This latter change largely eliminated the tax advantages which existed in the past, since the flat rate will always have to be paid by the company even if it has a tax loss for the year. I believe that we can expect to see further tax changes in future , both in Portugal and the EU, which will effectively treat most forms of remuneration, both in cash and in kind, as subject to tax in the hands of the employee in order to create a tax neutral position.

Stimulations to Saving and Investment
As in previous years the 1995 budget introduced further tax incentives for savings such as the Popular Saving schemes. This type of tax incentive for authorised saving is becoming common in many European territories as a means of encouraging people to plan for their own future. In the long term the Government also encourages investment in company shares and securities as a mean of giving individuals a stake in the success of the economy, in particular through savings participation schemes.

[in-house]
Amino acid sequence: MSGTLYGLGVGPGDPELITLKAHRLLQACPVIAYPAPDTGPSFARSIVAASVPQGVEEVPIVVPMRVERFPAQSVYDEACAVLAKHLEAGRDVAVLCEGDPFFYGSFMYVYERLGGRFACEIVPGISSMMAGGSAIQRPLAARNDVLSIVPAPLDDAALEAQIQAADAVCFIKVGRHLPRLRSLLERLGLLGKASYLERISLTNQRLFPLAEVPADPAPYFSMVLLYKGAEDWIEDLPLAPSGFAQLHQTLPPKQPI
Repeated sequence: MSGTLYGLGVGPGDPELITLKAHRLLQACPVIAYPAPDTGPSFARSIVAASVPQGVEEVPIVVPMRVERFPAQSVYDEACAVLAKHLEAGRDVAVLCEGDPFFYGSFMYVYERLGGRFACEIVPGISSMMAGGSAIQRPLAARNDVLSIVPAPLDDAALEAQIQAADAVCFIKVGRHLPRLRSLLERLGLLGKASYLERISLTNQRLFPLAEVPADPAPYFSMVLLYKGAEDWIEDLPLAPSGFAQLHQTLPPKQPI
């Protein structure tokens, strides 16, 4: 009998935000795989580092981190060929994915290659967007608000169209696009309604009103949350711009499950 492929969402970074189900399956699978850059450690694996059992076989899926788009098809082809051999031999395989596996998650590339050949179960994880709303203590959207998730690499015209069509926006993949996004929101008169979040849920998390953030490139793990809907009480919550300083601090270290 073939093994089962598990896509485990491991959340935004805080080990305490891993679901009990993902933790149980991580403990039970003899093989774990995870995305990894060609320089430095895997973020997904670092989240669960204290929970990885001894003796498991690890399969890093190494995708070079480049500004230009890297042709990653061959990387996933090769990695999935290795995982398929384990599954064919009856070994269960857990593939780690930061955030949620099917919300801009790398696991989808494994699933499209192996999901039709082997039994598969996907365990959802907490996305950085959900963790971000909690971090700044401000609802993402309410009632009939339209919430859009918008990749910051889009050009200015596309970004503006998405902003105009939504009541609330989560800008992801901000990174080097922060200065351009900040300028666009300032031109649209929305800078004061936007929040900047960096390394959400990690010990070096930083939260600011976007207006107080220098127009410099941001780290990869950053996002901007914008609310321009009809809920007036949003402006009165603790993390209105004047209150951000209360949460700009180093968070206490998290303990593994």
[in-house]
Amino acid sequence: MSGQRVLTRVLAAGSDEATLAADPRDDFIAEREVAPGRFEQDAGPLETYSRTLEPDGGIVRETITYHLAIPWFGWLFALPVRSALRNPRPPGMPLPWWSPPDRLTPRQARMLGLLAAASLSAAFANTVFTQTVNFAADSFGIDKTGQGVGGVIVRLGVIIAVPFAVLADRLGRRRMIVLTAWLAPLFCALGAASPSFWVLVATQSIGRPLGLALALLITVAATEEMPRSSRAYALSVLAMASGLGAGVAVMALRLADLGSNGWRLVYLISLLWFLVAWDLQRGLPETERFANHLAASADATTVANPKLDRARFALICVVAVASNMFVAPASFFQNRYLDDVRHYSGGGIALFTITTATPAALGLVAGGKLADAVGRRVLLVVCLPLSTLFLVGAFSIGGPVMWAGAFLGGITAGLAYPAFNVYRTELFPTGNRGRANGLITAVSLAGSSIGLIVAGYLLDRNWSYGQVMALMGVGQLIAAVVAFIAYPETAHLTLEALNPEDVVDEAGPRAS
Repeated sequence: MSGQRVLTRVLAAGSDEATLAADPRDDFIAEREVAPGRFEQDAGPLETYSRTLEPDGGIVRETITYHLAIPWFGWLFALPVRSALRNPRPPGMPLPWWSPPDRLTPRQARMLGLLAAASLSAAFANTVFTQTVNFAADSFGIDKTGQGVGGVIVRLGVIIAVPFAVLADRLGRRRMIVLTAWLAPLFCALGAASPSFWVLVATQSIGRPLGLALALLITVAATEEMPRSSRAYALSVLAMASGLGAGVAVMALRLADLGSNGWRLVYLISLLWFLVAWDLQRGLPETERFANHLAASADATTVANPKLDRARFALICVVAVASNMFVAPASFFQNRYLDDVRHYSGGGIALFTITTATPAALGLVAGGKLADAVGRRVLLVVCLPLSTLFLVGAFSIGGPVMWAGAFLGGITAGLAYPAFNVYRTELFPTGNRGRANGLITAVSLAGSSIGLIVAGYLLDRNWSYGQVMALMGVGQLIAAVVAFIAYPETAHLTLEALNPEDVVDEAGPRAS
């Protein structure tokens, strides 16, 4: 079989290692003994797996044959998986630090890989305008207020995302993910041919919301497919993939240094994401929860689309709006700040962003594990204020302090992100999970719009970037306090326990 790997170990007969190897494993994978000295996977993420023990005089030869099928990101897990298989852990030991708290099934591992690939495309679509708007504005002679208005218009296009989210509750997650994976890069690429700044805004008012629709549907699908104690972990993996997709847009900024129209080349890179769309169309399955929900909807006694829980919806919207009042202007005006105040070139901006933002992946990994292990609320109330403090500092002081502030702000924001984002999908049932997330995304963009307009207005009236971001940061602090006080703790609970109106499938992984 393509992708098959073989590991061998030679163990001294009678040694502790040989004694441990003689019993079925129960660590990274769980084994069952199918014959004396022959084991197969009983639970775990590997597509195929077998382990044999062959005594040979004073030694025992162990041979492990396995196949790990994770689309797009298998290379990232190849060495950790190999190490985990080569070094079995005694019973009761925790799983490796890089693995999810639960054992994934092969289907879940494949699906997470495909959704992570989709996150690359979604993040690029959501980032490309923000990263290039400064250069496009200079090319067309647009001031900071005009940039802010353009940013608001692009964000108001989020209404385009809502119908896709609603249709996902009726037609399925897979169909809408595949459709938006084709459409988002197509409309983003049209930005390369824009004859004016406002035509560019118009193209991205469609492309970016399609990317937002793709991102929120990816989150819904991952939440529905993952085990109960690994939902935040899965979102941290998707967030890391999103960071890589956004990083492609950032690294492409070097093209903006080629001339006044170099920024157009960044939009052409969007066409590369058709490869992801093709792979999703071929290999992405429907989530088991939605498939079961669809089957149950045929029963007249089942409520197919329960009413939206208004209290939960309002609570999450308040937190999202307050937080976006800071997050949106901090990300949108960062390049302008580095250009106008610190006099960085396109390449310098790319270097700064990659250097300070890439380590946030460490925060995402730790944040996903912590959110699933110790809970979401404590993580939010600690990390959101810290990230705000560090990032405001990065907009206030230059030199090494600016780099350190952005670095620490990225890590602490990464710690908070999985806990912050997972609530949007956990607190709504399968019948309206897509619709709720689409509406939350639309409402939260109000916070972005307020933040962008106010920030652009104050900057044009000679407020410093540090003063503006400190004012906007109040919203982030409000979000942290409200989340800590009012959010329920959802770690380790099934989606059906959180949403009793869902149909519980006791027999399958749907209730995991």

Portugal's tax system is undergoing a process of necessary harmonisation with other EU territories. This process is likely to continue and in doing so it is likely that the system will become more complex as it reacts to and seeks to pre-empt tax avoidance. Unfortunately complexity in tax systems (as evidenced in the US and UK) appears to be an inevitable consequence for mature tax regimes.

The above is based on a article which was first published in Portuguese in the January 1995 edition of Expansao magazine.

For further information please contact Mark Gibbins, tax partner, KPMG Peat Marwick, telephone: +351 1 352 23 77.
The content of this article is intended to provide a general guide to the subject matter. Specialist advice should be sought about specific circumstances before taking business decisions.